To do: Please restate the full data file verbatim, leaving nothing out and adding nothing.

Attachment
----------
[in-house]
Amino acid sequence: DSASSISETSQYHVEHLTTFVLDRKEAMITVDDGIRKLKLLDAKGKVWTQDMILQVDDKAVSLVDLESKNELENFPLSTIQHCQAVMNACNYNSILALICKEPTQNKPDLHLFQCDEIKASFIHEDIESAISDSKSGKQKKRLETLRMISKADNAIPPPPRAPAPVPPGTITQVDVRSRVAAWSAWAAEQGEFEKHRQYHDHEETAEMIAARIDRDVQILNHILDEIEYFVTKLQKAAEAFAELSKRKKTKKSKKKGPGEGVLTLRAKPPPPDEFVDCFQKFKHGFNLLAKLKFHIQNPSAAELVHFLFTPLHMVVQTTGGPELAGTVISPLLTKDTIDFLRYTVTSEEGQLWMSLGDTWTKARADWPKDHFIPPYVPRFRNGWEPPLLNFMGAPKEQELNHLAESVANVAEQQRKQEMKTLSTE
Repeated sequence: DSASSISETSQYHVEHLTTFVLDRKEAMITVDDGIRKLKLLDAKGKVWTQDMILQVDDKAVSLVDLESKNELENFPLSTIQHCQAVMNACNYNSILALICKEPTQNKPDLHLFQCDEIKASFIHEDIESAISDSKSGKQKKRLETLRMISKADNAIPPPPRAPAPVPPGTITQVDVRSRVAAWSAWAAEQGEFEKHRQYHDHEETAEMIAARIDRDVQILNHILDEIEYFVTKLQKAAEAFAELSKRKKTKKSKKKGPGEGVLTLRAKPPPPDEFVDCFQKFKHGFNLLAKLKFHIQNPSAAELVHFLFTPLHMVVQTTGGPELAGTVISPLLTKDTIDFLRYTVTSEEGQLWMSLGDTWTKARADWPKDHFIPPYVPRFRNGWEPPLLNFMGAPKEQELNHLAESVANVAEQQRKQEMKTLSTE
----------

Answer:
[in-house]
Amino acid sequence: DSASSISETSQYHVEHLTTFVLDRKEAMITVDDGIRKLKLLDAKGKVWTQDMILQVDDKAVSLVDLESKNELENFPLSTIQHCQAVMNACNYNSILALICKEPTQNKPDLHLFQCDEIKASFIHEDIESAISDSKSGKQKKRLETLRMISKADNAIPPPPRAPAPVPPGTITQVDVRSRVAAWSAWAAEQGEFEKHRQYHDHEETAEMIAARIDRDVQILNHILDEIEYFVTKLQKAAEAFAELSKRKKTKKSKKKGPGEGVLTLRAKPPPPDEFVDCFQKFKHGFNLLAKLKFHIQNPSAAELVHFLFTPLHMVVQTTGGPELAGTVISPLLTKDTIDFLRYTVTSEEGQLWMSLGDTWTKARADWPKDHFIPPYVPRFRNGWEPPLLNFMGAPKEQELNHLAESVANVAEQQRKQEMKTLSTE
Repeated sequence: DSASSISETSQYHVEHLTTFVLDRKEAMITVDDGIRKLKLLDAKGKVWTQDMILQVDDKAVSLVDLESKNELENFPLSTIQHCQAVMNACNYNSILALICKEPTQNKPDLHLFQCDEIKASFIHEDIESAISDSKSGKQKKRLETLRMISKADNAIPPPPRAPAPVPPGTITQVDVRSRVAAWSAWAAEQGEFEKHRQYHDHEETAEMIAARIDRDVQILNHILDEIEYFVTKLQKAAEAFAELSKRKKTKKSKKKGPGEGVLTLRAKPPPPDEFVDCFQKFKHGFNLLAKLKFHIQNPSAAELVHFLFTPLHMVVQTTGGPELAGTVISPLLTKDTIDFLRYTVTSEEGQLWMSLGDTWTKARADWPKDHFIPPYVPRFRNGWEPPLLNFMGAPKEQELNHLAESVANVAEQQRKQEMKTLSTE